Epilogue: David’s Sunrise is Home

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Three months to the day of David J Ochoa’s untimely and tragic death, his parents trekked to Fresno to pick up the painting that will always be a beautiful memorial to this young man and reminder of his short, but beloved life.

David died on February 19th, 2018. At the time, David was seeing my daughter, Espi. His death has struck us hard, and we are still reeling. Two days later I took the picture this painting is based on.

As had been told before, not only was the picture a beautiful image of a bird heading for the heavens at the dawn of the day, but it was taken at a particular intersection in South San Francisco, California two days after his death. Even more remarkable was the conversation between his mother and I when she revealed that where I took the picture was very close to where David left this earth. Flew quietly away, if you will.

I love what Wendy said in her blog, “David’s Sunrise: The Story of a Photo”,

“…this image becomes one more example of how art can imitate life, and how an unseen God can intervene in the world, making Himself known through an art form, captured at an intersection of time and space, inserting His presence where He is needed most, to help in the process of grief, honoring a young man taken too soon.”

As much as we long to undo that day in February, to somehow bring David back, we sadly and powerlessly cannot. Such is the hardest thing to deal with in this life: Death. And Death is all around us, the Great Inevitable. David’s Sunrise reminds us of a “really sweet” life gone too soon, but it also reminds us that this is David’s Sunrise, not his sunset. I feel that is an important component to this story. David has gone before us. Even King David, after his newborn son died, said, “I will go to him, but he will not return to me.” Wendy quoted Nabokov, “Life is a great sunrise. I do not see why death should not be an even greater one.”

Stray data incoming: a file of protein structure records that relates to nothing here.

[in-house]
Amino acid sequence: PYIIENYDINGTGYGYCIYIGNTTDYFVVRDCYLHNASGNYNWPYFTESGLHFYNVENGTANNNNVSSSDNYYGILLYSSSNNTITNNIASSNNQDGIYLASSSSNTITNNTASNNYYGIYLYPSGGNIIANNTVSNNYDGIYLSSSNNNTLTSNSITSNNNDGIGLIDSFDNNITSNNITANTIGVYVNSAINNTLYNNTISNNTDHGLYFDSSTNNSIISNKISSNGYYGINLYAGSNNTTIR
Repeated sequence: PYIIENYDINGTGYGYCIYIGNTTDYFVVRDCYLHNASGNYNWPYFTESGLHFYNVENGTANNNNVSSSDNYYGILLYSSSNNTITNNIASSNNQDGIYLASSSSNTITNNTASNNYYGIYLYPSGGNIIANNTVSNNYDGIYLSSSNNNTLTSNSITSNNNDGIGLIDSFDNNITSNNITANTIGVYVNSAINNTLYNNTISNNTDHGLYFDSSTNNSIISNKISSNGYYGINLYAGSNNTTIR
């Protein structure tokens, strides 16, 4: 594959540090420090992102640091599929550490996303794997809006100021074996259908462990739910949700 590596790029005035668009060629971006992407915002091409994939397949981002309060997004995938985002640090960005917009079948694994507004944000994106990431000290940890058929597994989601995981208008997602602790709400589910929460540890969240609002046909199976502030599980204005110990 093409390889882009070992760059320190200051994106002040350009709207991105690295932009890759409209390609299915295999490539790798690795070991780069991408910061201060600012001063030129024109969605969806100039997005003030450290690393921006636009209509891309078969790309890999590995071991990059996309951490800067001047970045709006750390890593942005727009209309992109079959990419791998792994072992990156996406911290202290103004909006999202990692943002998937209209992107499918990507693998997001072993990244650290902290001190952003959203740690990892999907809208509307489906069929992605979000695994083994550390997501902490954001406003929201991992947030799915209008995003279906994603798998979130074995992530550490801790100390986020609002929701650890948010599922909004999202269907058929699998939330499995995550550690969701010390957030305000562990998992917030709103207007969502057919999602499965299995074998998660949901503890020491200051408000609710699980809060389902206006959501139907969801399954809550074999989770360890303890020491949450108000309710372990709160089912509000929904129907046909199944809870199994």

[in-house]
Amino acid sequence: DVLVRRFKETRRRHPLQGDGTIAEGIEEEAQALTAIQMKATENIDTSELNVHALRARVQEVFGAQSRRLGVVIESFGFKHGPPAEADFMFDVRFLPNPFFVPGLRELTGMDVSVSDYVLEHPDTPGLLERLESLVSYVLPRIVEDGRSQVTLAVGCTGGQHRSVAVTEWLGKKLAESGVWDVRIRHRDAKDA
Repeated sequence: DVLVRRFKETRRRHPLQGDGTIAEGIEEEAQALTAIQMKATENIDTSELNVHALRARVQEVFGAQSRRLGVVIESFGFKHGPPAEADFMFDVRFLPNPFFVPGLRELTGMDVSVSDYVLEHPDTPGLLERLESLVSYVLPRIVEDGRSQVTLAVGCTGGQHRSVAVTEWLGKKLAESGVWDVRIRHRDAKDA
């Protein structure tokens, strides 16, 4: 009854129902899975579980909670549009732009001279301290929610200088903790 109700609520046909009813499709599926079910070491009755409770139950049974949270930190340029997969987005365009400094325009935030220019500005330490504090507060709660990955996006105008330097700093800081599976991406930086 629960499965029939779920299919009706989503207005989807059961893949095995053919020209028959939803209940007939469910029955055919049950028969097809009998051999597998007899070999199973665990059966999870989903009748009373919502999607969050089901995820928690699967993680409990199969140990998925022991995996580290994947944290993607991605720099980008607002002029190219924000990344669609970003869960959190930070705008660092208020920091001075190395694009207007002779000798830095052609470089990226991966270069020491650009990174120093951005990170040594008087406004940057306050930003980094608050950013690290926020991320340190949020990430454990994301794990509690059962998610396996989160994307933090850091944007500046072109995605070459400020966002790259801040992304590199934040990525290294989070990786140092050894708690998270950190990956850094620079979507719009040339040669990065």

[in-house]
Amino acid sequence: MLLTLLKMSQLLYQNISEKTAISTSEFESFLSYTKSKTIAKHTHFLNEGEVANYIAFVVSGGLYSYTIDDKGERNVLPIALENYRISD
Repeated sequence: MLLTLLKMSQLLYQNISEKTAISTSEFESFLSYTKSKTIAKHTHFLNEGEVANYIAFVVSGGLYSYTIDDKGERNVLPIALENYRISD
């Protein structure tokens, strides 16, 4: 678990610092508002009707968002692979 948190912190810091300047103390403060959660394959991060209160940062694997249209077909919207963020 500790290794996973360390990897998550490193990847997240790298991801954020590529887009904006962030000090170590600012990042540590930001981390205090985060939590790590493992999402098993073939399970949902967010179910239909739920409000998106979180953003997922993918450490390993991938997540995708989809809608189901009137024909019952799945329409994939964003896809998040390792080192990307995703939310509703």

I agree. Jesus, who said, “I am the resurrection and the life” shortly before he raised Lazarus from the dead, assures us that there is life after death. There is physical life after death. Every Easter, we remember this Man, His life and the gift of eternal life He’s given us through His death. Every time we look at this painting, we remember the young man, David J Ochoa, who lived here, but lives elsewhere now.

This painting is hung on a wall that seemed prepared for it. God in His wonderful providence has brought people together in His haphazard and serendipitous way to comfort a family and memorialize a life. All of us who were involved in this have been humbly blessed. Such are the marvelous ways of the Lord.

David will not only live on in our hearts and memories, but he lives now in the presence of God. I feel the painting points all our attention to the heavens, to the Sunrise. I look forward to the day when I can get to know David better.

And God shall wipe away all tears from their eyes; and there shall be no more death, neither sorrow, nor crying, neither shall there be any more pain: for the former things are passed away.    – Revelation 21:4

David

 

David’s Sunrise – The Power of the Gift of Art – by Wendy DeRaud

From beginning….

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…to the end.

There’s such a satisfaction for an artist in completing a project. Especially a painting such as “David’s Sunrise,” one that has such significance and meaning in the lives of those who will soon own it. Because of the story behind this image, the painting becomes much more interesting and profound.

I told the story a few weeks ago in a previous blog post, how Donna shot a photo of this beautiful South San Francisco sunrise on her way to work, not knowing that this was the exact location where her daughter’s friend David had died of a drug overdose just a few days before.